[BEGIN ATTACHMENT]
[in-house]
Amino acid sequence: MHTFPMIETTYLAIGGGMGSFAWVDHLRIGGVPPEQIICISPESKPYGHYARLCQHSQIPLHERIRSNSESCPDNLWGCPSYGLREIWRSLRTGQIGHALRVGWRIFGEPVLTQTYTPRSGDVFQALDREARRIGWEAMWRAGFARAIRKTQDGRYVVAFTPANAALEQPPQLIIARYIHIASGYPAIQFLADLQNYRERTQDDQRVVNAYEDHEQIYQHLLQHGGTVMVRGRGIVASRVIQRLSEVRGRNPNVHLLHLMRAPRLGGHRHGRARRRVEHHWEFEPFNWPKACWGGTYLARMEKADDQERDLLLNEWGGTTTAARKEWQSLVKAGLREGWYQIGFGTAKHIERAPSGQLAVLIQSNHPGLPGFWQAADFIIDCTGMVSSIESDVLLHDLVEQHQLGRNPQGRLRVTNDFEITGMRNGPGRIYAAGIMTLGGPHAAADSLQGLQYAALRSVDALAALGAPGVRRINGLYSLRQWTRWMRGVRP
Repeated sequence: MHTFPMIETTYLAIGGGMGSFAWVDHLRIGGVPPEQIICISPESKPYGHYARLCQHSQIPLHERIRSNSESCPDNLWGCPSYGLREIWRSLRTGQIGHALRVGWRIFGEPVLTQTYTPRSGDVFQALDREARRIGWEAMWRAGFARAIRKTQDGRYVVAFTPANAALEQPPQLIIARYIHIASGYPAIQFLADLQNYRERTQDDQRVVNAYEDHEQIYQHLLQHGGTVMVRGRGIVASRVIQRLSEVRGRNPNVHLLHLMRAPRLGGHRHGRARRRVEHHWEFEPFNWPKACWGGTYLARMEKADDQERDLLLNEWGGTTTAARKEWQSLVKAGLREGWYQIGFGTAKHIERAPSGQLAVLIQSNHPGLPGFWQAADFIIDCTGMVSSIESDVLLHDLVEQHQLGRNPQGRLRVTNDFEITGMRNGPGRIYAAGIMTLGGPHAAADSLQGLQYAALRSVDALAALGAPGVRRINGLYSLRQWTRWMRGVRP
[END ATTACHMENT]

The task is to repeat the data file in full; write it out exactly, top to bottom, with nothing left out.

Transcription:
[in-house]
Amino acid sequence: MHTFPMIETTYLAIGGGMGSFAWVDHLRIGGVPPEQIICISPESKPYGHYARLCQHSQIPLHERIRSNSESCPDNLWGCPSYGLREIWRSLRTGQIGHALRVGWRIFGEPVLTQTYTPRSGDVFQALDREARRIGWEAMWRAGFARAIRKTQDGRYVVAFTPANAALEQPPQLIIARYIHIASGYPAIQFLADLQNYRERTQDDQRVVNAYEDHEQIYQHLLQHGGTVMVRGRGIVASRVIQRLSEVRGRNPNVHLLHLMRAPRLGGHRHGRARRRVEHHWEFEPFNWPKACWGGTYLARMEKADDQERDLLLNEWGGTTTAARKEWQSLVKAGLREGWYQIGFGTAKHIERAPSGQLAVLIQSNHPGLPGFWQAADFIIDCTGMVSSIESDVLLHDLVEQHQLGRNPQGRLRVTNDFEITGMRNGPGRIYAAGIMTLGGPHAAADSLQGLQYAALRSVDALAALGAPGVRRINGLYSLRQWTRWMRGVRP
Repeated sequence: MHTFPMIETTYLAIGGGMGSFAWVDHLRIGGVPPEQIICISPESKPYGHYARLCQHSQIPLHERIRSNSESCPDNLWGCPSYGLREIWRSLRTGQIGHALRVGWRIFGEPVLTQTYTPRSGDVFQALDREARRIGWEAMWRAGFARAIRKTQDGRYVVAFTPANAALEQPPQLIIARYIHIASGYPAIQFLADLQNYRERTQDDQRVVNAYEDHEQIYQHLLQHGGTVMVRGRGIVASRVIQRLSEVRGRNPNVHLLHLMRAPRLGGHRHGRARRRVEHHWEFEPFNWPKACWGGTYLARMEKADDQERDLLLNEWGGTTTAARKEWQSLVKAGLREGWYQIGFGTAKHIERAPSGQLAVLIQSNHPGLPGFWQAADFIIDCTGMVSSIESDVLLHDLVEQHQLGRNPQGRLRVTNDFEITGMRNGPGRIYAAGIMTLGGPHAAADSLQGLQYAALRSVDALAALGAPGVRRINGLYSLRQWTRWMRGVRP